6) Sedrick Ellis, DT, New Orleans
Ellis, the ridiculously productive All-American from USC, is the biggest piece to New Orleans’ improving defense. Amobi Okoye-like numbers should be expected.

5) Jake Long, OL, Miami
He may have been the first-overall player drafted, but Long’s impact for the Dolphins will fall just below last year’s third-overall choice and second-ranked rookie, Joe Thomas.

4) Glenn Dorsey, DT, Kansas City
Rarely can any defensive tackle make an instant impact as a rookie in the NFL, let alone two. Ellis’ team is closer to contention, yet Dorsey pretty much is the Chiefs’ defense right now.

3) Keith Rivers, LB, Cincinnati
Anyone who watched the Bengals last year knows they need help at linebacker. Then, the team let its top tackler, Landon Johnson, go in free agency. Whether the previously injured Ahmad Brooks and Rashad Jeanty return to form or not, Rivers will be given every opportunity to help this defense this season—and he will.

2) Jerod Mayo, LB, New England
Insert obligatory comment about the “rich getting richer” here. Mayo, the 242-pound linebacker with 4.54 speed and 140 tackles in the SEC last season, is the perfect player for the Patriots. As any of the linebacker spots in the 3-4, he may be NFL-ready now. If he is not, he will have a slew of experienced veterans alongside him to show him the ropes. Obviously, improving on 16-0 will not be possible, but the biggest question mark, the age of their defense, gets a resounding answer with this pick (and potentially with Shawn Crable and Bo Ruud).

1) Jonathan Stewart, RB, Carolina
Durability was a concern, until Carolina, whose team doctor performed Stewart’s latest surgery, made him its first choice. Alongside DeAngelo Williams, the Panthers should finally have the ideal dual-running back situation that they have been pursuing for many years. Stewart is the most likely rookie back to top 1,000 yards. There are no Adrian Peterson’s or Patrick Willis’ in this draft, but the rookie class is very deep, and Stewart and Mayo are the best of the bunch.


100. Larry Grant, LB, San Francisco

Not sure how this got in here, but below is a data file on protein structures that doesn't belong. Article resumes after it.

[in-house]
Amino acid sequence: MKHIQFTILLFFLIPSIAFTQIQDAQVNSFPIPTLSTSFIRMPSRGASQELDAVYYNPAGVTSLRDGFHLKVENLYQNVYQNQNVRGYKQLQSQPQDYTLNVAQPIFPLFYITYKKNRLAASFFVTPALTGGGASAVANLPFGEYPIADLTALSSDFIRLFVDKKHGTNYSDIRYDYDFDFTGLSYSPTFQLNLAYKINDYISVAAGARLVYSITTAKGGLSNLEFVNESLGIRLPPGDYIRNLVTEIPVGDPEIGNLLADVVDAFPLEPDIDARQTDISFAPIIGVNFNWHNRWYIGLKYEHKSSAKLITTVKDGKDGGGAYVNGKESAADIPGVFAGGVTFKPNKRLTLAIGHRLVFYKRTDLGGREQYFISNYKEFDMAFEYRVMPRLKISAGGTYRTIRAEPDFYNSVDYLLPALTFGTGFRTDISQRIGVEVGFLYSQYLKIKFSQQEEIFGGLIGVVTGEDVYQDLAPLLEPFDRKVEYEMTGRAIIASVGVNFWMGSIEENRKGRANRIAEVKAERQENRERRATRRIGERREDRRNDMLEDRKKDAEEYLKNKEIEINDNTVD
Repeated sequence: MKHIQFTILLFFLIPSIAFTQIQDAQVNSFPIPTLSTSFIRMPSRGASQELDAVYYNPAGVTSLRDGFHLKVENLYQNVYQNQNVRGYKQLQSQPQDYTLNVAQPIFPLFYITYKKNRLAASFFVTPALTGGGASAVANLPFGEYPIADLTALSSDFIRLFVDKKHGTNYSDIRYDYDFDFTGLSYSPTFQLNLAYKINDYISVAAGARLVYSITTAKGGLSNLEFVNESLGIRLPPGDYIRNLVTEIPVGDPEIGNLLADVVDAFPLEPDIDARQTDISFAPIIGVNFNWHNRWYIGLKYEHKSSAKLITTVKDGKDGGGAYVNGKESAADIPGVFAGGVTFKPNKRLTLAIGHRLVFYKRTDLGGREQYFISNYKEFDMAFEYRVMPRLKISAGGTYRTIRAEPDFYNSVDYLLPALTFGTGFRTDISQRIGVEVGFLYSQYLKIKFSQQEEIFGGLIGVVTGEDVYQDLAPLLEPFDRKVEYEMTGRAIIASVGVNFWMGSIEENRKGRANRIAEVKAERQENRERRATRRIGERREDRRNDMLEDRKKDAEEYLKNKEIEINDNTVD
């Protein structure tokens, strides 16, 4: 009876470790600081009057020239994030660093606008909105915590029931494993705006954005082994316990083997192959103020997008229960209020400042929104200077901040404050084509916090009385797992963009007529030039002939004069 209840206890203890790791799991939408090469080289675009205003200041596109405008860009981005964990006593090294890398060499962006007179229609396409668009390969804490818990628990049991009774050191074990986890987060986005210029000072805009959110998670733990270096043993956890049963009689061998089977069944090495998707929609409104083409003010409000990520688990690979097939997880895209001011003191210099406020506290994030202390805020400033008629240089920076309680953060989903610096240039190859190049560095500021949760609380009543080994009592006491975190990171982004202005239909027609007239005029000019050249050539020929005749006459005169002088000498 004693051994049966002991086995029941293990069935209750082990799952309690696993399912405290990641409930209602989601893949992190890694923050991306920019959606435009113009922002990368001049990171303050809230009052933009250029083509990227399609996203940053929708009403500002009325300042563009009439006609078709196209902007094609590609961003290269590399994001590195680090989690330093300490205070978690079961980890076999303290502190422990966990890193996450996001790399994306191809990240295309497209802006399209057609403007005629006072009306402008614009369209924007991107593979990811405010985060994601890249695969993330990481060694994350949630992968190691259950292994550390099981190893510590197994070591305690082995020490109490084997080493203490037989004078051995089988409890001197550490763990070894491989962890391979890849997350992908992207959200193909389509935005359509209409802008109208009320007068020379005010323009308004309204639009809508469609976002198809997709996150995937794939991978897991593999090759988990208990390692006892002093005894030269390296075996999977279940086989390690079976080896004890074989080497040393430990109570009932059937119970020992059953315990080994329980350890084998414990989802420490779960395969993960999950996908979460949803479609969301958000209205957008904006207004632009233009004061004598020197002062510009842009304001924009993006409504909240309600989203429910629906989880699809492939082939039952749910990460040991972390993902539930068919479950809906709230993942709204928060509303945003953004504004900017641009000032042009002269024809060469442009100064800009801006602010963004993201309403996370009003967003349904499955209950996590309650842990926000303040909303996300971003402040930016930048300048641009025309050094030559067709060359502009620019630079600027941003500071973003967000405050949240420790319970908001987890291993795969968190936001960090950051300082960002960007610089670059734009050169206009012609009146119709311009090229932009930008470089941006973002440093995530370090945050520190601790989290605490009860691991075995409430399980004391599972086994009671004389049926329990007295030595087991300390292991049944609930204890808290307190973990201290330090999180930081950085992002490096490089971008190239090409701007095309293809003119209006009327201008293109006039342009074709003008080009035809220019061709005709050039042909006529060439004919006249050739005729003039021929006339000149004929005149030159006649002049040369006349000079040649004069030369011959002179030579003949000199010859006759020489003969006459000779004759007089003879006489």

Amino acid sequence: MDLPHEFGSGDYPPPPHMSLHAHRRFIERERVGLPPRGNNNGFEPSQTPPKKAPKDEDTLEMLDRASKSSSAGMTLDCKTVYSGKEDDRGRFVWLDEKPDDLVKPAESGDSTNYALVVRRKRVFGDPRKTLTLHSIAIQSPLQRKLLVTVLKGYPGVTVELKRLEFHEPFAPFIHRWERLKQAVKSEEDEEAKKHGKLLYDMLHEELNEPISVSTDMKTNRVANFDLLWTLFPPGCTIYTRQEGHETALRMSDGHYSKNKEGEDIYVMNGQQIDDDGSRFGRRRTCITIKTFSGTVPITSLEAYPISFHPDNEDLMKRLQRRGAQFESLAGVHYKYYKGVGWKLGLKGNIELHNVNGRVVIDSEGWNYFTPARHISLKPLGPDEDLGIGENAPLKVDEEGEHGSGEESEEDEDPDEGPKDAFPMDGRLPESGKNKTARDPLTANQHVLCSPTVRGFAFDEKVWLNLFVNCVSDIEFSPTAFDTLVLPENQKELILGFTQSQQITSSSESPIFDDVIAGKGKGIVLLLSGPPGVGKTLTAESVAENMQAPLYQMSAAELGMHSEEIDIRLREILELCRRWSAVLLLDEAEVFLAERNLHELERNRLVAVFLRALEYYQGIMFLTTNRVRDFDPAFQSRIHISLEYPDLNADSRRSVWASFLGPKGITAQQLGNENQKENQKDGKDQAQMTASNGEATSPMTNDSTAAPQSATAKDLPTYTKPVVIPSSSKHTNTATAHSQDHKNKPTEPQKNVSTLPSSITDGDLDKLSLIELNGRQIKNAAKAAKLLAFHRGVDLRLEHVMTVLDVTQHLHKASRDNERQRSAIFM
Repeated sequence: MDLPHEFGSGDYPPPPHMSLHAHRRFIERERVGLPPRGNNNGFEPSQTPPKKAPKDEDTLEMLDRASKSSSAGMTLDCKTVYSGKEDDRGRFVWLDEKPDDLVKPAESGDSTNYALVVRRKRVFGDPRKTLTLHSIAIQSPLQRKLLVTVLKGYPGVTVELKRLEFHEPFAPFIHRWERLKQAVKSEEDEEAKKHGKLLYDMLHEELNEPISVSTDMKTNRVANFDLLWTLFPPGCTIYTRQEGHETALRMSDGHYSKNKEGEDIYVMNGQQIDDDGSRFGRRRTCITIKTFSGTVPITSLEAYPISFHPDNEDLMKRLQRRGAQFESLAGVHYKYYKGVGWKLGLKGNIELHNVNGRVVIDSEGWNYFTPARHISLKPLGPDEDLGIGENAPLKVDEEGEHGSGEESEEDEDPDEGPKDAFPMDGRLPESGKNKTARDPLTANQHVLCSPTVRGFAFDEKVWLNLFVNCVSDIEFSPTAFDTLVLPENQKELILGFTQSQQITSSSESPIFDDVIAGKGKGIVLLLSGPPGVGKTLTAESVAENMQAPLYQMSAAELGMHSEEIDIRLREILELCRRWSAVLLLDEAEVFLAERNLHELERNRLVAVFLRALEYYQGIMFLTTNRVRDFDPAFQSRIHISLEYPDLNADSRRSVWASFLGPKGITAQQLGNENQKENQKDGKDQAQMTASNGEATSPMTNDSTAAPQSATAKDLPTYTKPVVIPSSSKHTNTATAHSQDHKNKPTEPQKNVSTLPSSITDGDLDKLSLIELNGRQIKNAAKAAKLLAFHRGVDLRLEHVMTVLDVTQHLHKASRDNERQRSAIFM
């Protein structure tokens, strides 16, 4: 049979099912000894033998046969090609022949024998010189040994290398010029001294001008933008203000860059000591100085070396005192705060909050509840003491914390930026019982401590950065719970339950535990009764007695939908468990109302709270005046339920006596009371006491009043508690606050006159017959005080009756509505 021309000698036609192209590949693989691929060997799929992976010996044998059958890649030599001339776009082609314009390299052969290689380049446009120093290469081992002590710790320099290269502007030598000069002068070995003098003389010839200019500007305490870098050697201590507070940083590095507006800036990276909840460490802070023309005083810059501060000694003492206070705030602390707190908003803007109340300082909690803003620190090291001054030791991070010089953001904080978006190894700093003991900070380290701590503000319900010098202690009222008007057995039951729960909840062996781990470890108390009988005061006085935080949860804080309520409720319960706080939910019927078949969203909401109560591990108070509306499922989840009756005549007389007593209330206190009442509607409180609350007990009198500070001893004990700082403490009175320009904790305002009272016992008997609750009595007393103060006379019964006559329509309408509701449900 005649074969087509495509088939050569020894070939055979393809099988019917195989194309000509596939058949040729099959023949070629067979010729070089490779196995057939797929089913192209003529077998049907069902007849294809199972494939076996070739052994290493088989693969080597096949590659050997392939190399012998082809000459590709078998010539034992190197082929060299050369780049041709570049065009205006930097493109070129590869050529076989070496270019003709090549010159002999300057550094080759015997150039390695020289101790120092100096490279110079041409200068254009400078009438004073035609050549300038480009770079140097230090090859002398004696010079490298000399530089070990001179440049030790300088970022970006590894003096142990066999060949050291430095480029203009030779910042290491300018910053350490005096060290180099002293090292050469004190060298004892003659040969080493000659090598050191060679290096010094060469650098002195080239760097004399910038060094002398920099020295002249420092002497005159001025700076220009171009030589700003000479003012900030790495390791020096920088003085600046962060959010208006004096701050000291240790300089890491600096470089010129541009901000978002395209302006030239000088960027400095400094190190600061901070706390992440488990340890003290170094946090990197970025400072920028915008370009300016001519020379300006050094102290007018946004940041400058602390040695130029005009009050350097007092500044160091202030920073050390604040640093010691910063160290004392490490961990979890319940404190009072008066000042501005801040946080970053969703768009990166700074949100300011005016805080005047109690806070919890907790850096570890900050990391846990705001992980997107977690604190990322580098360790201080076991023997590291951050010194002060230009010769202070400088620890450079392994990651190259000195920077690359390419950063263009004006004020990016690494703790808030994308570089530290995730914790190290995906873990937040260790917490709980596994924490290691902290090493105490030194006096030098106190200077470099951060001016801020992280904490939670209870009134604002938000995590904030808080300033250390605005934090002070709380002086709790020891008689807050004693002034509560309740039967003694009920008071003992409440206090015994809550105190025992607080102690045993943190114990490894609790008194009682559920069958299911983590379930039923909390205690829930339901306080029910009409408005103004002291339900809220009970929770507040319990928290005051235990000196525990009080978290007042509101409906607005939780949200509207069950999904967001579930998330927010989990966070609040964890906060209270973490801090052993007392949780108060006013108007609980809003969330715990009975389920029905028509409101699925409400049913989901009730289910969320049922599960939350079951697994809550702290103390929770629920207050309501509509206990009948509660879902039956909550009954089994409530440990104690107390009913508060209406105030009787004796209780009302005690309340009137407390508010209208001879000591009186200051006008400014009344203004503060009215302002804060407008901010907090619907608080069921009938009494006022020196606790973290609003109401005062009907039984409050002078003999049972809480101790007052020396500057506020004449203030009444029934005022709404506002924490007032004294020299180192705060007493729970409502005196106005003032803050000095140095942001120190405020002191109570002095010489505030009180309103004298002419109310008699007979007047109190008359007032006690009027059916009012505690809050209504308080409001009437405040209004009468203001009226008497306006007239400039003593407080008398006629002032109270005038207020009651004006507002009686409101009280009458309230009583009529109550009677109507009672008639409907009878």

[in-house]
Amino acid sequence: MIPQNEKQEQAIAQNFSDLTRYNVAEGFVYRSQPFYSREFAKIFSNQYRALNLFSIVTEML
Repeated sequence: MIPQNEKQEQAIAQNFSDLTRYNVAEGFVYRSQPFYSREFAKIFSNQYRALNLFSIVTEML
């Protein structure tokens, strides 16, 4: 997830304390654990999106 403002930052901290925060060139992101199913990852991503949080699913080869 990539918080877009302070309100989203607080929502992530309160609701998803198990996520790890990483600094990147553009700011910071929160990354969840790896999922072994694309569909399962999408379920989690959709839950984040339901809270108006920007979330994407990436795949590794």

99. Chad Rinehart, OL, Washington

98. Oniel Cousins, OL, Baltimore

97. Marcus Henry, WR, New York Jets

96. Kory Lichtensteiger, C, Denver

95. Antwaun Molden, CB, Houston

94. Chevis Jackson, CB, Atlanta

93. DaJuan Morgan, S, Kansas City

92. Mike Jenkins, CB, Dallas

91. Corey Lynch, S, Cincinnati

90. Bruce Davis, LB, Pittsburgh

89. Geno Hayes, LB, Tampa Bay

88. Stanford Keglar, LB, Tennessee

87. Alvin Bowen, LB, Buffalo

86. Brian Johnston, DE, Kansas City

85. Paul Hubbard, WR, Cleveland

84. Chris Ellis, DE, Buffalo

83. Steve Slaton, RB, Houston

82. Thomas DeCoud, S, Atlanta

81. Jalen Parmele, RB, Miami

80. Carlton Powell, DT, Denver

79. Cliff Avril, DE, Detroit

78. Jonathan Goff, LB, New York Giants

77. Justin King, CB, St. Louis

76. William Franklin, WR, Kansas City

75. Duane Brown, OL, Houston

74. Eddie Royal, WR, Denver

73. Leodis McKelvin, CB, Buffalo

72. Angelo Craig, LB, Cincinnati

71. Dustin Keller, TE, New York Jets

70. Tom Zbikowski, S, Baltimore

69. Frank Okam, DT, Houston

68. Cody Wallace, OL, San Francisco

67. Josh Johnson, QB/ATH, Tampa Bay

66. Lawrence Jackson, DE, Seattle

65. Mike Pollak, OL, Indianapolis

64. Jerome Simpson, WR, Cincinnati

63. Tyvon Branch, CB, Oakland

62. Jamaal Charles, RB, Kansas City

61. Gary Barnidge, TE, Carolina

60. Bryan Kehl, LB, New York Giants

59. Gosder Cherilus, OL, Detroit

58. Ray Rice, RB, Baltimore

57. Taylor Mehlhaff, PK, New Orleans

56. Chris Johnson, RB, Tennessee

55. Dominique Rodgers-Cromartie, CB, Arizona

54. Xavier Adibi, LB, Houston

53. Kendall Langford, DE, Miami

52. Chilo Rachal, OL, San Francisco

51. Early Doucet, WR, Arizona

50. Brian Brohm, QB, Green Bay

49. Marcus Howard, LB, Indianapolis

48. Trevor Scott, DE, Oakland

47. Donnie Avery, WR, St. Louis

46. Matt Forte, RB, Chicago

45. Brandon Flowers, CB, Kansas City

44. Dre Moore, DT, Tampa Bay

43. Jordon Dizon, LB, Detroit

42. Philip Wheeler, LB, Indianapolis

41. Kenny Phillips, S, New York Giants

40. Jeremy Zuttah, OL, Tampa Bay

39. Charles Godfrey, CB, Carolina

38. Limas Sweed, WR, Pittsburgh

37. Sam Baker, OL, Atlanta

36. Aqib Talib, CB, Tampa Bay

35. Calais Campbell, DE, Arizona

34. John David Booty, QB, Minnesota

33. Devin Thomas, WR, Washington

32. Phillip Merling, DE, Miami

31. Craig Steltz, S, Chicago

30. Ryan Clady, OL, Denver

29. Quintin Demps, S, Philadelphia

28. Rashard Mendenhall, RB, Pittsburgh

27. Antoine Cason, CB, San Diego

26. Beau Bell, LB, Cleveland

25. Tyrell Johnson, S, Minnesota

24. Chad Henne, QB, Miami

23. Derrick Harvey, DE, Jacksonville

22. Trevor Laws, DT, Philadelphia

21. Felix Jones, RB, Dallas

20. Vernon Gholston, DE/OLB, New York Jets

19. Branden Albert, OL, Kansas City

18. Dan Connor, LB, Carolina

17. Jeff Otah, OL, Carolina

16. Curtis Lofton, LB, Atlanta

15. Chris Williams, OL, Chicago

14. Matt Ryan, QB, Atlanta

13. Chris Long, DE, St. Louis

12. Tracy Porter, CB, New Orleans

11. Joe Flacco, QB, Baltimore